by Ari Yashar
Despite US concerns that it will put all aircraft - including those in Israel - under Russian threat, Moscow deploys system to its base.
Russian S-400 'Growler' anti-missile systems
The S-400 anti-missile system, known to NATO as the SA-21 "Growler," is said to have a maximum range of 250 miles, and can bring down airplanes at up to 90,000 feet - more than double the height of a cruising commercial airliner. The range puts Israel squarely in the system's sights.
Russia's decision to deploy the system to its base in Latakia, located in western Syria where it is propping us Bashar al-Assad's regime, comes after Turkey downed a Russian Su-24 fighter jet on Tuesday near the Turkish-Syrian border, killing one pilot.
The system has been placed in a region some 50 kilometers (just over 30 miles) from Turkey, adding extra urgency to the tensions between Russia and Turkey.
An American official on Wednesday said there are "significant concerns" over the deployment, and spokesperson William Stevens of the US Embassy in Moscow said earlier on Thursday that the deployment "will further complicate an already difficult situation in the skies over Syria."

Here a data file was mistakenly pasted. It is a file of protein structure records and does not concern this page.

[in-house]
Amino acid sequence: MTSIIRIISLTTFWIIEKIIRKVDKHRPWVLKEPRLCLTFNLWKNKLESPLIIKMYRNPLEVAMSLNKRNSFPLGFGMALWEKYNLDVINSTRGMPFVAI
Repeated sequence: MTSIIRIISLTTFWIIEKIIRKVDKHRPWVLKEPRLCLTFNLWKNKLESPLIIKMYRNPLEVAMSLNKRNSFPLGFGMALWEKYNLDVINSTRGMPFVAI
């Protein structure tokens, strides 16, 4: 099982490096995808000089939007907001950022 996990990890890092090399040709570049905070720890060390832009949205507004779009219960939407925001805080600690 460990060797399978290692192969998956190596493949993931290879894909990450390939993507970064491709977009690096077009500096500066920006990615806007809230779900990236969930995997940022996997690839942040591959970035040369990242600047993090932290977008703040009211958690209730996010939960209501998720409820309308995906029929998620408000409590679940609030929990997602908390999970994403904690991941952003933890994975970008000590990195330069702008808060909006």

The system does "nothing to further the fight against ISIL, as they have no air force," he told Interfax, using an alternate acronym for Islamic State (ISIS); Russia claims it is in Syria so as to fight the jihadist group.
Stevens said that the US expects Russia to honor a joint memorandum signed between the sides, which is meant to ensure flight safety in the area of military operations in Syria. The US is heading an anti-ISIS airstrike campaign in the country.
The S-400's range covers most of Syria, southern Turkey, the eastern portion of the Mediterranean Sea, much of Israel and the British airbase of Akrotiri in Cyprus.
No less than 300 targets can be tracked simultaneously by the radar complex of the S-400, which sports six anti-aircraft missile launchers.
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